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The Norton Reopens for Season with a Bang

Lindsay Rubin

From September 17 through August 31, the Norton Museum of Art will present a new lobby installation: a mural titled Faux Real, by New York-based artist Mickalene Thomas. Thomas is best known for her elaborate figurative paintings that showcase ideas of beauty through compositions inspired by a variety of sources, including popular culture, the nineteenth-century Hudson River School and the collages of Romare Bearden, an artist recognized for his colorful depictions of African-American life.

 

Mickalene Thomas lobby installation at the Norton Museum of Art

Mickalene Thomas' site-specific mural, titled Faux Real, measures nearly 770 square feet in the Norton Museum of Art lobby.

Photo by Tom Brodigan.

 

   The installation, made possible by Vanessa and Anthony Beyer, is Thomas’ first mural-sized artwork created outside of New York. It is also only the third site-specific artwork for the Norton Museum lobby. Derived from her study of art history and classical genres of portraiture, landscape and still life, Thomas often utilizes rhinestones, acrylic and enamel in her work to introduce a vision of what it means to be a woman.

  • For a complete look at the lobby installation, PBI Assistant Editor Mary Gibble spoke with Thomas for our Curtain Call blog. Get the scoop here. 

   Also on display beginning September 17 is the final work in the Norton’s “Masterpiece of the Month” program, the Portrait of Yinli, Prince Guo.

   The program, which began in May and previously featured Mary Cassatt’s pastel Head of Sara in Bonnet Looking Left, and Dorothea Lange’s classic Great Depression photograph Migrant Mother, spotlights major works by iconic artists selected by museum curators from private collections. This program allows for museum visitors to view rarely exhibited works as well as attend curator-led talks that dissect the installation, exploring the significance and context of the work.

 

Portrait of Yinli, Prince Guo, 1717 - The Norton Museum of Art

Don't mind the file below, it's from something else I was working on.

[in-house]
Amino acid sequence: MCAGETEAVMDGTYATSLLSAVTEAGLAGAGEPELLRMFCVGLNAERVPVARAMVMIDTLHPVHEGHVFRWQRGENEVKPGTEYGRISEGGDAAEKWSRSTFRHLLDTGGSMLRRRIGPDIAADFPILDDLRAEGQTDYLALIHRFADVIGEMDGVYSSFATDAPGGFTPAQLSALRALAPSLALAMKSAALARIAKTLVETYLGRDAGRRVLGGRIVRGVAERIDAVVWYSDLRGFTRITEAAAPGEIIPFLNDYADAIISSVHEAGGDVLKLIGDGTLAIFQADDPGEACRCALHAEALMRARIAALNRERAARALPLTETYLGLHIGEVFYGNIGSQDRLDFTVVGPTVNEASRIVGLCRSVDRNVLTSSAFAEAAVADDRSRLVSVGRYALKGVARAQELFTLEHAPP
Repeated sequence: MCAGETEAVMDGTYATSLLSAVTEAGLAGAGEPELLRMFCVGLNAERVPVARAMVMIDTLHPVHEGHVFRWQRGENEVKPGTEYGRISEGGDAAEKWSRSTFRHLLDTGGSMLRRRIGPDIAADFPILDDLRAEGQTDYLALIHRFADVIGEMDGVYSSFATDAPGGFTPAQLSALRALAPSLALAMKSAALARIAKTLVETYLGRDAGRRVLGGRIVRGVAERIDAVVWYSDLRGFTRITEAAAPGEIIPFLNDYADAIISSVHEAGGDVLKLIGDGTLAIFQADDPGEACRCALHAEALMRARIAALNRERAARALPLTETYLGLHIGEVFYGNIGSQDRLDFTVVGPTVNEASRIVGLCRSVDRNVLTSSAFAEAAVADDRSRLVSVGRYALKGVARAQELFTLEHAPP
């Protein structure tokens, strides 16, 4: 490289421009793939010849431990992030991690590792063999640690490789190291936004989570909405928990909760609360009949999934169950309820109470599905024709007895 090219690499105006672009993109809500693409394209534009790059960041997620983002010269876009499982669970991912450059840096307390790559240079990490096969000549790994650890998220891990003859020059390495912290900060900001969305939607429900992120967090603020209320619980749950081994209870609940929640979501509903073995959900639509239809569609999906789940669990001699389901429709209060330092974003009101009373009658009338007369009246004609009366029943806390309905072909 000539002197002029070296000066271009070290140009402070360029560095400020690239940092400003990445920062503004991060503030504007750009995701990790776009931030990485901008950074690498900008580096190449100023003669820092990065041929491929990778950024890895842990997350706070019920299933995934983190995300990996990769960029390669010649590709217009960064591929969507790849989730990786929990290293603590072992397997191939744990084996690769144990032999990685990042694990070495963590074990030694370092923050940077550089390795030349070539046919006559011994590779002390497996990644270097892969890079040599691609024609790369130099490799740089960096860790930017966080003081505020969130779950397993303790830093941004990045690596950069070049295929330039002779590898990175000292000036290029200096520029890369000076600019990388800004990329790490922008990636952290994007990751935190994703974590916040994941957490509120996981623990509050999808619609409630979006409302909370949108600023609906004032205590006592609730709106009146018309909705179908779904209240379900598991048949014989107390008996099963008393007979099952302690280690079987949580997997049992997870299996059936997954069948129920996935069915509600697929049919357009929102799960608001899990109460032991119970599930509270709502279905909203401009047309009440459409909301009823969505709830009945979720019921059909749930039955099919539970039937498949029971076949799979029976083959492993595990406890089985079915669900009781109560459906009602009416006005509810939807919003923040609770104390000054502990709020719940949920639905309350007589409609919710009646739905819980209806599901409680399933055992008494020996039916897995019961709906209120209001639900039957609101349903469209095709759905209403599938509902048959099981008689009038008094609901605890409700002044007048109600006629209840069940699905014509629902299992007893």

Yinli, Prince Guo, 1717
China, Qing dynasty, reign of the Kangxi Emperor
Ink and color on silk
On loan from the Collection of Dora Wong

 

   Portrait of Yinli, Prince Guo, 1717 will be displayed through October 20. On loan from the collection of Dora Wong, this portrait, done with ink and color on silk, is the earliest known portrait of Yinli and the first time it has been exhibited publically. The seventeenth son of the Kangxi Emperor, who reigned from 1661-1722, Yinli held the rank of Prince Guo of the First Rank of the Qing Dynasty and later appointed to Grand Council, a position he held till his death in 1738.

   In conjunction with the “Masterpiece of the Month” and in celebration of the museum’s reopening, admission to Art After Dark will be half-price September 19. The curator’s conversation will center on Portrait of Yinli, Prince Guo, with Laurie Barnes, the McGraw curator of Chinese art, leading the tour. The complete Art After Dark schedule is as follows:

  • 5-9 p.m.: Pop-country performance by singer-songwriter Sage Lehman in the Atrium.
  • 5:30 - 8:30 p.m.: The Switzer Sound dance trio performs in the Central Garden.
  • 5:30 p.m.: A tour of the "American Masters" will meet in lobby.
  • 6-8 p.m.: The ever-popular Sketchbook Thursday is all about people with a theme of “Portraits and the Human Figure.” Artists meet in the Delacorte gallery.
  • 6:30  & 7:15 p.m.: McGraw Curator of Chinese art Laurie Barnes will lead an in-depth tour and discussion of Portrait of Yinli, Prince Guo  for the Masterpiece of the Month’s Curator's Conversation. Participants are asked to meet in the lobby.